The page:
[Show abstract][Hide abstract] ABSTRACT: The effectiveness of SES to reduce the risk of restenosis was initially demonstrated in short lesions using stent implantation with routine pre-dilatation and post-dilatation. This intravascular ultrasound (IVUS) substudy of the E-SIRIUS trial sought to evaluate local arterial responses to sirolimus-eluting stents (SES) delivered with a stent implantation technique allowing direct stenting and only selectively applying high-pressure post-dilatation.
IVUS was performed immediately after intervention and at 8-month follow-up in 51 patients randomised to either bare-metal stents (BMS; Bx-Velocitytrade mark; N=20) or SES (Cyphertrade mark N=31). Direct stenting was allowed (24%) and post-dilation was performed only selectively (32%). Lumen dimensions, intimal hyperplasia and vessel remodeling were compared between SES and BMS. Subsequently, results of SES in the E-SIRIUS IVUS substudy (N=31) were compared to those of SES in the IVUS substudy of the SIRIUS trial (N=137). SES in SIRIUS IVUS substudy were delivered with 100% pre-dilatation and 77% post-dilatation. Baseline stent and reference segment measurements were similar between BMS and SES in E-SIRIUS IVUS patients. Using SES there was a 96% reduction in intimal hyperplasia volume within the stented segment (1.8+/-4.9 vs 50.6+/-39.7 mm3, P<0.001) and a significantly larger minimal lumen cross sectional area at 8-month follow-up (4.5+/-1.1 vs 2.3+/-0.9 mm2, P<0.001). No vessel remodeling was observed with the use of SES. The applied stent implantation technique resulted in a minimal stent/reference vessel area ratio of 0.75+/-0.17 in E-SIRIUS SES as compared to 0.84+/-0.23 in SIRIUS SES (P=0.046). Mean intimal hyperplasia cross-sectional area at follow-up was 0.1+/-0.2 mm2 in the SES group of E-SIRIUS and 0.5+/-0.8 mm2 in the SES group of SIRIUS (P=0.003).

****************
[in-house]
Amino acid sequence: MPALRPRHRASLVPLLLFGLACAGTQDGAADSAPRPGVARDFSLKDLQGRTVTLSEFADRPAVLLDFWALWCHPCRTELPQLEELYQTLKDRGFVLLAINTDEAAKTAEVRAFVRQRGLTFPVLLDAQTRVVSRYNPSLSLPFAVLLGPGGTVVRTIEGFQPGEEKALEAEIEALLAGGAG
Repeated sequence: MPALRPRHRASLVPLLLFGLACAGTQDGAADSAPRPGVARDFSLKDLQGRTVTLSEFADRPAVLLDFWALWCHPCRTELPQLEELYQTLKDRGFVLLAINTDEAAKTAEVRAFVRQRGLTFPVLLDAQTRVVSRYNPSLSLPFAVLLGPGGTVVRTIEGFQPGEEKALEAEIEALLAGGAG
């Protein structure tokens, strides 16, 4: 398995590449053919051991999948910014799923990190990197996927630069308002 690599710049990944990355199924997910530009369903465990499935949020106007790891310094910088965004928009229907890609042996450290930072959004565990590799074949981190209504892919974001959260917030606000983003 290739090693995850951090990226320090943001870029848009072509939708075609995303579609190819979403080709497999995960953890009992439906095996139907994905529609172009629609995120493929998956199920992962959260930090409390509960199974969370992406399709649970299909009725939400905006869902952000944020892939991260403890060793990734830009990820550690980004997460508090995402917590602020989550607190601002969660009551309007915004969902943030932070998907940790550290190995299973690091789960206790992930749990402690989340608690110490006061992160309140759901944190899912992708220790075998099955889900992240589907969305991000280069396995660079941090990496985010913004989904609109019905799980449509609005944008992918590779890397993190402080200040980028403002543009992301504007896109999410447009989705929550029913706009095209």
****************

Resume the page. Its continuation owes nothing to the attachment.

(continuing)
An implantation technique of SES which includes direct stenting and minimizes the use of high-pressure post-dilatation results in less optimal stent expansion. However, follow-up results compare very favourable to those of BMS and are characterised by even less intimal hyperplasia than after a more forceful implantation of SES.
[Show abstract][Hide abstract] ABSTRACT: The long-term (five-year) comparative results of treatment of multivessel coronary artery disease with stenting or coronary artery bypass grafting (CABG) is at present unknown.
The Arterial Revascularization Therapies Study (ARTS) was designed to compare CABG and stenting in patients with multivessel disease.
A total of 1,205 patients with the potential for equivalent revascularization were randomly assigned to CABG (n = 605) or stent implantation (n = 600). The primary clinical end point was freedom from major adverse cardiac and cerebrovascular events (MACCE) at one year; MACCE at five-year follow-up constituted the final secondary end point.
At five years, there were 48 and 46 deaths in the stent and CABG groups, respectively (8.0% vs. 7.6%; p = 0.83; relative risk [RR], 1.05; 95% confidence interval [CI], 0.71 to 1.55). Among 208 diabetic patients, mortality was 13.4% in the stent group and 8.3% in the CABG group (p = 0.27; RR, 1.61; 95% CI, 0.71 to 3.63). Overall freedom from death, stroke, or myocardial infarction was not significantly different between groups (18.2% in the stent group vs. 14.9% in the surgical group; p = 0.14; RR, 1.22; 95% CI, 0.95 to 1.58). The incidence of repeat revascularization was significantly higher in the stent group (30.3%) than in the CABG group (8.8%; p < 0.001; RR, 3.46; 95% CI, 2.61 to 4.60). The composite event-free survival rate was 58.3% in the stent group and 78.2% in the CABG group (p < 0.0001; RR, 1.91; 95% CI, 1.60 to 2.28).